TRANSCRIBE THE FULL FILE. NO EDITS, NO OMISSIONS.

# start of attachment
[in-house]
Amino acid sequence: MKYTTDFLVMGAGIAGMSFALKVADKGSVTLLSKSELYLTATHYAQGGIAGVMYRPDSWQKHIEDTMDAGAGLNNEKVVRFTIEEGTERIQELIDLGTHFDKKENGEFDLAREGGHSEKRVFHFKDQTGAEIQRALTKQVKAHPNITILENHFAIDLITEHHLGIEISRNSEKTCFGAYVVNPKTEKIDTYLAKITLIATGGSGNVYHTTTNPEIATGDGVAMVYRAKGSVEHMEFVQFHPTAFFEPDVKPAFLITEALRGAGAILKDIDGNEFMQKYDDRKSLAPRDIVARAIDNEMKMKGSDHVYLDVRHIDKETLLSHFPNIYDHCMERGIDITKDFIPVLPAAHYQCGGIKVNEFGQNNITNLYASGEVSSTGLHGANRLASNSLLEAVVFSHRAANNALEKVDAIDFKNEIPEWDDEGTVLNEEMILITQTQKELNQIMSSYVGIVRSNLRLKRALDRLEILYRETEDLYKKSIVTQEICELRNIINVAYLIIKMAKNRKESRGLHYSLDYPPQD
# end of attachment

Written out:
[in-house]
Amino acid sequence: MKYTTDFLVMGAGIAGMSFALKVADKGSVTLLSKSELYLTATHYAQGGIAGVMYRPDSWQKHIEDTMDAGAGLNNEKVVRFTIEEGTERIQELIDLGTHFDKKENGEFDLAREGGHSEKRVFHFKDQTGAEIQRALTKQVKAHPNITILENHFAIDLITEHHLGIEISRNSEKTCFGAYVVNPKTEKIDTYLAKITLIATGGSGNVYHTTTNPEIATGDGVAMVYRAKGSVEHMEFVQFHPTAFFEPDVKPAFLITEALRGAGAILKDIDGNEFMQKYDDRKSLAPRDIVARAIDNEMKMKGSDHVYLDVRHIDKETLLSHFPNIYDHCMERGIDITKDFIPVLPAAHYQCGGIKVNEFGQNNITNLYASGEVSSTGLHGANRLASNSLLEAVVFSHRAANNALEKVDAIDFKNEIPEWDDEGTVLNEEMILITQTQKELNQIMSSYVGIVRSNLRLKRALDRLEILYRETEDLYKKSIVTQEICELRNIINVAYLIIKMAKNRKESRGLHYSLDYPPQD